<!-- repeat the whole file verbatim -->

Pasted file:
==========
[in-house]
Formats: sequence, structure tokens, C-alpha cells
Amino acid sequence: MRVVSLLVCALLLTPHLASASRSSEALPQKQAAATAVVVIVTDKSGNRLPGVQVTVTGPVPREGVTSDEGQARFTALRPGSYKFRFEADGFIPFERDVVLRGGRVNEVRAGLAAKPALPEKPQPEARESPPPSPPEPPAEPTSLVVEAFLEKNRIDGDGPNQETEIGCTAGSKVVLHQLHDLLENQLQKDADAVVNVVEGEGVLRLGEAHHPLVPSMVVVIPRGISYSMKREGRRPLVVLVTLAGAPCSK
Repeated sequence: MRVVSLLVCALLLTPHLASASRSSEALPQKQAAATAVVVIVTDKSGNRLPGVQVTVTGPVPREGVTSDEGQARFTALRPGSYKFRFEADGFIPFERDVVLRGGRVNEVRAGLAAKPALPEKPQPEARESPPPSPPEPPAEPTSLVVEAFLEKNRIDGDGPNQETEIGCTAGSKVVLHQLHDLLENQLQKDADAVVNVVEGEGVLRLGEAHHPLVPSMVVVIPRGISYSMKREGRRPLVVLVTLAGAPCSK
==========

[in-house]
Formats: sequence, structure tokens, C-alpha cells
Amino acid sequence: MRVVSLLVCALLLTPHLASASRSSEALPQKQAAATAVVVIVTDKSGNRLPGVQVTVTGPVPREGVTSDEGQARFTALRPGSYKFRFEADGFIPFERDVVLRGGRVNEVRAGLAAKPALPEKPQPEARESPPPSPPEPPAEPTSLVVEAFLEKNRIDGDGPNQETEIGCTAGSKVVLHQLHDLLENQLQKDADAVVNVVEGEGVLRLGEAHHPLVPSMVVVIPRGISYSMKREGRRPLVVLVTLAGAPCSK
Repeated sequence: MRVVSLLVCALLLTPHLASASRSSEALPQKQAAATAVVVIVTDKSGNRLPGVQVTVTGPVPREGVTSDEGQARFTALRPGSYKFRFEADGFIPFERDVVLRGGRVNEVRAGLAAKPALPEKPQPEARESPPPSPPEPPAEPTSLVVEAFLEKNRIDGDGPNQETEIGCTAGSKVVLHQLHDLLENQLQKDADAVVNVVEGEGVLRLGEAHHPLVPSMVVVIPRGISYSMKREGRRPLVVLVTLAGAPCSK